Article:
Why car manufacturer Nissan is suing India for Rs 5,000 crore


December 2, 2017

December 2, 2017

What's common between Vodafone, Cairn Energy and Nissan, apart from the fact that they are all foreign companies? The answer is that all three companies are among several others that have initiated international arbitration against India. In fact, according to a recent report by Herbert Smith Freehills, a leading international law firm, "The current number of bilateral investment treaties (BIT) claims against India is understood to be around 17". The pending cases range from issues related to retrospective taxation to payments disputes.

The latest news is that Japanese automaker Nissan Motor has begun international arbitration against the country seeking dues of more than $770 million, for alleged violations of its Comprehensive Economic Partnership Agreement with Japan, according to a Reuters report. In July last year, Nissan had sent a legal notice to Prime Minister Narendra Modi on this matter.

Back in 2008, when Nissan and its global alliance partner, French carmaker Renault, agreed to invest in setting up a car plant in Chennai, the state government promised several incentives including some tax refunds. Over the next seven years, the company invested Rs 61 billion to set up a plant with annual production capacity of 480,000 vehicles, which entitled them to receive the incentives in 2015, according to the legal notice. Nissan's lawyers also mentioned the state government's decision to not pay was "arbitrary", and Nissan has "incurred significant and increasing losses". Though the company did not specify the business impact in the 8-page notice, in 2008, it had said that the state incentives were critical to the project's viability and sustainability.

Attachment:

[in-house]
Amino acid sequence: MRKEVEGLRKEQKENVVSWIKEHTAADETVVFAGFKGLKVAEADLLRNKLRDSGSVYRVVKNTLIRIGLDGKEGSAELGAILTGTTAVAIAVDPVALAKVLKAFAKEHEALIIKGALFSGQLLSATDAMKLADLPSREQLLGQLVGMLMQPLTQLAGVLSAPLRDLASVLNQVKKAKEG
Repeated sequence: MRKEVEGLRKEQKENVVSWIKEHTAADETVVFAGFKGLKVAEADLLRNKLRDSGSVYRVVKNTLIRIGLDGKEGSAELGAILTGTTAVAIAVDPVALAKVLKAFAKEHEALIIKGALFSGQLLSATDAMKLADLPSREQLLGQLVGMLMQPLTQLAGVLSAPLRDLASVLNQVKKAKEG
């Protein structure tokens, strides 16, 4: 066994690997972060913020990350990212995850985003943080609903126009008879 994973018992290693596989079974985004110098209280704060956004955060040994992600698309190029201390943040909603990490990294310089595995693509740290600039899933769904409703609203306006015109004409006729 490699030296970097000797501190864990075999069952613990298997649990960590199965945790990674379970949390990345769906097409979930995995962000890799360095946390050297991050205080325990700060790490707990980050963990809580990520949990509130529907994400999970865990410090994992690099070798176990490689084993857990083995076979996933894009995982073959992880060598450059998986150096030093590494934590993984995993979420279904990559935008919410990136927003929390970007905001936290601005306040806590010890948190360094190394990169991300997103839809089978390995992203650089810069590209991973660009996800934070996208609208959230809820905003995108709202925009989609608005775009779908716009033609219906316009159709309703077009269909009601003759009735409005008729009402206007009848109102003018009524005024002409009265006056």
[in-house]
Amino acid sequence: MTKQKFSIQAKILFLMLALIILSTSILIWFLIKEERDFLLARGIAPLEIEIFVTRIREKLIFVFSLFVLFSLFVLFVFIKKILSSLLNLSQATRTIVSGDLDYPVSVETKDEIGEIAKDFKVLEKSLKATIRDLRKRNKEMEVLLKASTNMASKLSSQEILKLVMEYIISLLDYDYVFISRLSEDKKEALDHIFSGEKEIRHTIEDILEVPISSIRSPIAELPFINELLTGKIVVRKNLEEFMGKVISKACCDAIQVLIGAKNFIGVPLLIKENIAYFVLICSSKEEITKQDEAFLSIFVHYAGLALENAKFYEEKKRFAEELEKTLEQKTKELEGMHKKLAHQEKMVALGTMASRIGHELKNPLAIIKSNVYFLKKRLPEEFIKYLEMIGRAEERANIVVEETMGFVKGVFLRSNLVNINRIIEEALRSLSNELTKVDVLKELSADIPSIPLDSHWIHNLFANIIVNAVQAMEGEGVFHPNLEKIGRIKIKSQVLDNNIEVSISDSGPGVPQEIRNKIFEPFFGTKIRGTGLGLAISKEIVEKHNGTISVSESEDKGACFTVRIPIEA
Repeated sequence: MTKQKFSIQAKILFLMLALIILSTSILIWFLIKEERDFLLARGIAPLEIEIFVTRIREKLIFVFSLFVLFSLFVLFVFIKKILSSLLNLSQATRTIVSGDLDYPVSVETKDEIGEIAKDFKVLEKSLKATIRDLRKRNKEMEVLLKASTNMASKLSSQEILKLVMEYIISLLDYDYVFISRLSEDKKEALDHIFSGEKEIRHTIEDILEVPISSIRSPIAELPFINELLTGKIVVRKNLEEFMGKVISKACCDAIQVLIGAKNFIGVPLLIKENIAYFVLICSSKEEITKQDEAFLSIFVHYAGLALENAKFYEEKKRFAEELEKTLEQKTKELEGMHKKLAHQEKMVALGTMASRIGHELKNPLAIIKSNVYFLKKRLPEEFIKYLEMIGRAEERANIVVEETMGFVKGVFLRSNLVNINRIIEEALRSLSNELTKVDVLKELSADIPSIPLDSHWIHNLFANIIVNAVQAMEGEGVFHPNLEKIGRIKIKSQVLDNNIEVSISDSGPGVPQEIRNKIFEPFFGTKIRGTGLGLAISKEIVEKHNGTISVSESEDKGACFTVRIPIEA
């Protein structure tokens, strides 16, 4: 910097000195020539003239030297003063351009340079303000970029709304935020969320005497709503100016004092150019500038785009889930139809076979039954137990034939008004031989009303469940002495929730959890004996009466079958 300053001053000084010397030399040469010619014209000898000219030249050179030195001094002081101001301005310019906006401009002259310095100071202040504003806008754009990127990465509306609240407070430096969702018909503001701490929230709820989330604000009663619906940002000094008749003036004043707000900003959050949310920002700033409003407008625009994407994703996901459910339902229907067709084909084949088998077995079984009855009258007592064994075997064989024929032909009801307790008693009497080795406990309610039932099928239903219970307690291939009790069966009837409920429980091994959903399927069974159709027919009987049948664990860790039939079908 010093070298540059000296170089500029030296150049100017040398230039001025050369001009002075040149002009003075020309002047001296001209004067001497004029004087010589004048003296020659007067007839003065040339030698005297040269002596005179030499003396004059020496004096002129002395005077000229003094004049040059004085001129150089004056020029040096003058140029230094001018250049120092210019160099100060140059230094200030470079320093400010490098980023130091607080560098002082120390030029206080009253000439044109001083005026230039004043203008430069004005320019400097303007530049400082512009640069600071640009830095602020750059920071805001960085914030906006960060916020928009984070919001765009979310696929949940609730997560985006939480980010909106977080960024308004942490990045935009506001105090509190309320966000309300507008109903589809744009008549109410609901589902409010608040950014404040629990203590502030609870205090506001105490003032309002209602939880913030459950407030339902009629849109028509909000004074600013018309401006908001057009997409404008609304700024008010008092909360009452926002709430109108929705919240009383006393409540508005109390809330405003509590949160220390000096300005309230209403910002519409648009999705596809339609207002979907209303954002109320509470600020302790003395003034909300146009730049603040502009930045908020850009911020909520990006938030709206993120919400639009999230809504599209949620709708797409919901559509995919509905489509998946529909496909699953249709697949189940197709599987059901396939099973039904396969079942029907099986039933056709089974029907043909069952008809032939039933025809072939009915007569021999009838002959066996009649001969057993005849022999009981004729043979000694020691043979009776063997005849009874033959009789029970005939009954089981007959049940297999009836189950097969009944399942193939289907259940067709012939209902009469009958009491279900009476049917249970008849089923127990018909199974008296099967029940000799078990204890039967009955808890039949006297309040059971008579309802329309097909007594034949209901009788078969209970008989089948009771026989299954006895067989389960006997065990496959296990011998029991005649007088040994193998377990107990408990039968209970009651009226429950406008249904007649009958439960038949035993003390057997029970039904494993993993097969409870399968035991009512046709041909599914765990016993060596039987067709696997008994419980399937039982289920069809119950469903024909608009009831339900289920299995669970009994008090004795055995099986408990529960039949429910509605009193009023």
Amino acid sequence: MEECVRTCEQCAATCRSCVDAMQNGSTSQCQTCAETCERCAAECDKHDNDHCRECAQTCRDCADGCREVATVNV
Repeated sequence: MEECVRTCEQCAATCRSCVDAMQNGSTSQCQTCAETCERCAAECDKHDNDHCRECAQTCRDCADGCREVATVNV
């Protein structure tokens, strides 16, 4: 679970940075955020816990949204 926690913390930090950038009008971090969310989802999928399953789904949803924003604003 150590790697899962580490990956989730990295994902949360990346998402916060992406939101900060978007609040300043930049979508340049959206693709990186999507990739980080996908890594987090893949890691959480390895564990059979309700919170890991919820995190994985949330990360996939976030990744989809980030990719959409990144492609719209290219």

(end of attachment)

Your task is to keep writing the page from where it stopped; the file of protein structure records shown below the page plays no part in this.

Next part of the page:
So the carmaker, in its notice, was claiming Rs 2,900 crore in unpaid incentives and Rs 2,100 crore in damages, plus interest and other costs. It added that repeated requests to state officials for the payment, due in 2015, were overlooked and even a plea by the company's chairman, Carlos Ghosn, to Mr. Modi in March of last year seeking federal assistance did not yield any results.

According to the Reuters' source, who is familiar with the matter, the matter failed to progress towards resolution despite several follow up meetings between federal and state officials and Nissan executives. Hence, in August, Nissan gave India an ultimatum to appoint an arbitrator and the first arbitration hearing will reportedly be in mid-December.

A senior Tamil Nadu state official admitted to Reuters that there is "no discrepancy with regard to the amount due", and added that the government hoped to resolve the dispute without having to go to international arbitration. The Nissan spokesperson d in the report, however, chose not to elaborate on the matter, simply stating that the company was "committed to working with the government of India toward a resolution".

Meanwhile, earlier this month, Vodafone Plc announced that an international arbitration tribunal will begin trial on Vodafone's challenge to India using a retrospective legislation to seek Rs 22,100 crore in taxes in February 2018.

These disputes not only underline the various challenges that foreign companies face in India but could also undermine the Modi government's efforts to attract foreign investment.

Courtesy/Source: India Today